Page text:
Sustainability and the New Bottom Line

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Image Credit: scott webb / Unsplash

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Originally published on ValiantCEO

Author: Gerard Palmer

Disclaimer: This article is being reproduced in its entirety on our website because we have been interviewed, quoted, or mentioned. Ethical Swag is not the author or proprietor of this content.

If sustainability was ever thought of as a trend, the last few years have definitively proven that it is here to stay. Changing times influence trends, and trends originate from internal transformations that translate into broader stylistic shifts. Style can have many implications, but when it comes to the new post-COVID reality, what has become not only fashionable but economically favorable is a return to our roots. “Going green” has become the top priority for many forward-thinking businesses in 2022, resulting in increased sales and a healthier way of doing business for people and for the planet that we share.

On an individual level, many had taken the chance during the great pause of the early pandemic to reconsider personal priorities like health, safety, happiness, emphasis on family, and increased sustainability of everyday life. On a collective level, there is renewed hope and greater awareness of the possibility for more substantial, global-level changes. This includes focus on the welfare of the planet, with more attention than ever being paid to the threats posed by global warming and the long-lasting effects of carbon emissions.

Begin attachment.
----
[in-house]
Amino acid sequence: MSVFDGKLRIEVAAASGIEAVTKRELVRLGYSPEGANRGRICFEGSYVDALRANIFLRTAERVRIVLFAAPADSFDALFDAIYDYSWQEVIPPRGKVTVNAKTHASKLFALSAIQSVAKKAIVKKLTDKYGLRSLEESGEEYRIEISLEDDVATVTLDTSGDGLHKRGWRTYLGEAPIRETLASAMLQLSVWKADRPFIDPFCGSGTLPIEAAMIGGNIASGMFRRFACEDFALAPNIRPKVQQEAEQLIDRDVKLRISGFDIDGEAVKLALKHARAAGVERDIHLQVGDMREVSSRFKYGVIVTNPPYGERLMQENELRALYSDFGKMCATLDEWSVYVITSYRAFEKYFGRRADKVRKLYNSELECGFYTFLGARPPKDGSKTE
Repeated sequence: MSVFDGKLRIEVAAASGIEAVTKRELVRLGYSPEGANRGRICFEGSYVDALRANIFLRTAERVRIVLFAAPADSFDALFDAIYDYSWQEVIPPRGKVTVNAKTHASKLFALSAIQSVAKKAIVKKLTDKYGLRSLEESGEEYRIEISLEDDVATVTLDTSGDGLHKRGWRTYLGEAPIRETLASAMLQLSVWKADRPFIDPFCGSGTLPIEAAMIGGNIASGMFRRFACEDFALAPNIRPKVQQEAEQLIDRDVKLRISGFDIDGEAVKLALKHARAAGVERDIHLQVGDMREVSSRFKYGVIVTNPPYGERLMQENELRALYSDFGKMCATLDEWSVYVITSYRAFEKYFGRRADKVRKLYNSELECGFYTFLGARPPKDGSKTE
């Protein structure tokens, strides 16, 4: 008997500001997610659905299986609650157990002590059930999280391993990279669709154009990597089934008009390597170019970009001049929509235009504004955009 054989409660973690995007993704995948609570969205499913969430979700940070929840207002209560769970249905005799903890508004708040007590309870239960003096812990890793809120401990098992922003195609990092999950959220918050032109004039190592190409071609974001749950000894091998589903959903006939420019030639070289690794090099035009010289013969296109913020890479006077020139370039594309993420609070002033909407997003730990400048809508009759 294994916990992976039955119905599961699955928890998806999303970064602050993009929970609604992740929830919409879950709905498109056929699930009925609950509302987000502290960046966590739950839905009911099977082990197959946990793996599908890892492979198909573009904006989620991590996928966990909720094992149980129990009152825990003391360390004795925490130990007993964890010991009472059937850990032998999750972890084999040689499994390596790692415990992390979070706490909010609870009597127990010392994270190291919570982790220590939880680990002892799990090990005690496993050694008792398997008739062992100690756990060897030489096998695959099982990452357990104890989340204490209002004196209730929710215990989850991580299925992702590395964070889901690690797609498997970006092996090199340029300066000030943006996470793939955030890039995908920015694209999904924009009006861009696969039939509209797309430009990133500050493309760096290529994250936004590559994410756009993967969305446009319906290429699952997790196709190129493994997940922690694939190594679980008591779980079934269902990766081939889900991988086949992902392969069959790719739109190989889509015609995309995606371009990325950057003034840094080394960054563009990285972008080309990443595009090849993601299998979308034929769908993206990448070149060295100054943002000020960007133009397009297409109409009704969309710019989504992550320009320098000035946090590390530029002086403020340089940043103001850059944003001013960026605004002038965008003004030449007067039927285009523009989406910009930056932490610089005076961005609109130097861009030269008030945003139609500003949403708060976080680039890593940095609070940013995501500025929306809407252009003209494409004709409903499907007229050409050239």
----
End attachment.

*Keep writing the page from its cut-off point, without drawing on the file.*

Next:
In pursuit of a better kind of business, employers like Tara Milburn, CEO and Founder of  Ethical Swag, have already begun creating the kind of change they want to see in the world. ‘There’s a tangible, sustainable imperative, and it’s changing our corporate world for the better,’ says Milburn. ‘These new standards are a road sign that is pointing to the correct next direction. Founding teams can take note, establish a pace that works for them, and walk calmly towards post-pandemic improvement.’

Milburn’s company, Ethical Swag, is a leader in demonstrating the value of ethical business practices by providing corporations with vetted environmentally-sound and labor-conscious production of creative and personal branding products. Following are Milburn’s insights to help other teams pursue their post-COVID path in harmony with the people they serve and the environment they are committed to saving.

Embrace an Audit

All changes come with costs. In this case, however, the first step is to chart those costs in full detail. Previous corporate thought and practice dictated that sustainability ran counter to the bottom line. However, recent economic outcomes have proved that the opposite is true. ESG (Environmental, Social and Governance)-focused companies are outperforming their industry peers, and brands that offer consumers a sustainable option for the goods and services they need are seeing overwhelming consumer support.

An audit is a great step toward gaining that clear picture, especially in a world recently turned on its head financially. In order to make any prudent eco-friendly investments in your company, you must first take stock of any existing energy waste and areas for improvement. Organizations like B Labs provide a free audit experience as a place to begin, allowing companies to better understand their deficiencies, needs, and desired environmental trajectory. According to Milburn, ‘taking these first steps is an efficient and cost-effective way to get more specific about a company’s next steps. The audit will illuminate the weak spots and over-spends in the company’s existing strategy.’